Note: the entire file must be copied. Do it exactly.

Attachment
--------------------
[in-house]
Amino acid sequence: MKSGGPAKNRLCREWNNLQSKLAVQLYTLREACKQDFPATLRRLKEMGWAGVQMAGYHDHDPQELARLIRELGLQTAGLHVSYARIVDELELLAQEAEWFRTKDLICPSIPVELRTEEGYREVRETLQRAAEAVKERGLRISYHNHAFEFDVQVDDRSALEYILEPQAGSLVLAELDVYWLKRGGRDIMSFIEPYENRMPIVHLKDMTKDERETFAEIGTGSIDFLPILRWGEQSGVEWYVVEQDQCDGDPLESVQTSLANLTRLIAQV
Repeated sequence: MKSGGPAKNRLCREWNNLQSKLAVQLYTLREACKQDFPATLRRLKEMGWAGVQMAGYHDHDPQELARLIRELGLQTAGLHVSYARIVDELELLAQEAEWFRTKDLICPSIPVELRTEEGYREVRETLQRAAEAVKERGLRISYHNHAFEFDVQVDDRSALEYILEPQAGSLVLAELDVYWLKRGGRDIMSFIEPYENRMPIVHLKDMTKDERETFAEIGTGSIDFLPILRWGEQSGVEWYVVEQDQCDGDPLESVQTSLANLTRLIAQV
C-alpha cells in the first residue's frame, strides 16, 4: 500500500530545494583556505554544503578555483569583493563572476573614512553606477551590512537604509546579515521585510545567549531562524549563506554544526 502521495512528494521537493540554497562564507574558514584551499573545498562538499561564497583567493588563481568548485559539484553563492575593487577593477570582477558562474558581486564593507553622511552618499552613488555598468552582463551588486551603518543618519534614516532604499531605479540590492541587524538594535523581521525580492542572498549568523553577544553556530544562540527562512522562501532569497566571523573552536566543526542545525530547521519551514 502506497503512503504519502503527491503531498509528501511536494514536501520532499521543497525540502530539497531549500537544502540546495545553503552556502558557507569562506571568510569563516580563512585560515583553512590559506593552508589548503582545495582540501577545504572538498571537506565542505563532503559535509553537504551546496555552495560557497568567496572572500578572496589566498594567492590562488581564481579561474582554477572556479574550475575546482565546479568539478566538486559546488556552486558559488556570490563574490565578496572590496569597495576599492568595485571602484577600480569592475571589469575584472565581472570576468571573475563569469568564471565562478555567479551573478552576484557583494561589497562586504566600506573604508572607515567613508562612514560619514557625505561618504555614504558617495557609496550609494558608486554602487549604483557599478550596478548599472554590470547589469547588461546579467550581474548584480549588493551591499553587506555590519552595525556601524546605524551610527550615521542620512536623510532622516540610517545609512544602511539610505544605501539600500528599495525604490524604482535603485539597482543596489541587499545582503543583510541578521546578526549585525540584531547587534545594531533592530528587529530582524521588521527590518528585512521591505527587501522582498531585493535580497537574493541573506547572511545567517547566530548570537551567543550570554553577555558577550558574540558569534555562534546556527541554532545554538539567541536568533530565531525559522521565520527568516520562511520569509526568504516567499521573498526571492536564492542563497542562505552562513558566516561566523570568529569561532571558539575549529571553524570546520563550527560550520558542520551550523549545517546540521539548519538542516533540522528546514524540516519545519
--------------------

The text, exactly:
[in-house]
Amino acid sequence: MKSGGPAKNRLCREWNNLQSKLAVQLYTLREACKQDFPATLRRLKEMGWAGVQMAGYHDHDPQELARLIRELGLQTAGLHVSYARIVDELELLAQEAEWFRTKDLICPSIPVELRTEEGYREVRETLQRAAEAVKERGLRISYHNHAFEFDVQVDDRSALEYILEPQAGSLVLAELDVYWLKRGGRDIMSFIEPYENRMPIVHLKDMTKDERETFAEIGTGSIDFLPILRWGEQSGVEWYVVEQDQCDGDPLESVQTSLANLTRLIAQV
Repeated sequence: MKSGGPAKNRLCREWNNLQSKLAVQLYTLREACKQDFPATLRRLKEMGWAGVQMAGYHDHDPQELARLIRELGLQTAGLHVSYARIVDELELLAQEAEWFRTKDLICPSIPVELRTEEGYREVRETLQRAAEAVKERGLRISYHNHAFEFDVQVDDRSALEYILEPQAGSLVLAELDVYWLKRGGRDIMSFIEPYENRMPIVHLKDMTKDERETFAEIGTGSIDFLPILRWGEQSGVEWYVVEQDQCDGDPLESVQTSLANLTRLIAQV
C-alpha cells in the first residue's frame, strides 16, 4: 500500500530545494583556505554544503578555483569583493563572476573614512553606477551590512537604509546579515521585510545567549531562524549563506554544526 502521495512528494521537493540554497562564507574558514584551499573545498562538499561564497583567493588563481568548485559539484553563492575593487577593477570582477558562474558581486564593507553622511552618499552613488555598468552582463551588486551603518543618519534614516532604499531605479540590492541587524538594535523581521525580492542572498549568523553577544553556530544562540527562512522562501532569497566571523573552536566543526542545525530547521519551514 502506497503512503504519502503527491503531498509528501511536494514536501520532499521543497525540502530539497531549500537544502540546495545553503552556502558557507569562506571568510569563516580563512585560515583553512590559506593552508589548503582545495582540501577545504572538498571537506565542505563532503559535509553537504551546496555552495560557497568567496572572500578572496589566498594567492590562488581564481579561474582554477572556479574550475575546482565546479568539478566538486559546488556552486558559488556570490563574490565578496572590496569597495576599492568595485571602484577600480569592475571589469575584472565581472570576468571573475563569469568564471565562478555567479551573478552576484557583494561589497562586504566600506573604508572607515567613508562612514560619514557625505561618504555614504558617495557609496550609494558608486554602487549604483557599478550596478548599472554590470547589469547588461546579467550581474548584480549588493551591499553587506555590519552595525556601524546605524551610527550615521542620512536623510532622516540610517545609512544602511539610505544605501539600500528599495525604490524604482535603485539597482543596489541587499545582503543583510541578521546578526549585525540584531547587534545594531533592530528587529530582524521588521527590518528585512521591505527587501522582498531585493535580497537574493541573506547572511545567517547566530548570537551567543550570554553577555558577550558574540558569534555562534546556527541554532545554538539567541536568533530565531525559522521565520527568516520562511520569509526568504516567499521573498526571492536564492542563497542562505552562513558566516561566523570568529569561532571558539575549529571553524570546520563550527560550520558542520551550523549545517546540521539548519538542516533540522528546514524540516519545519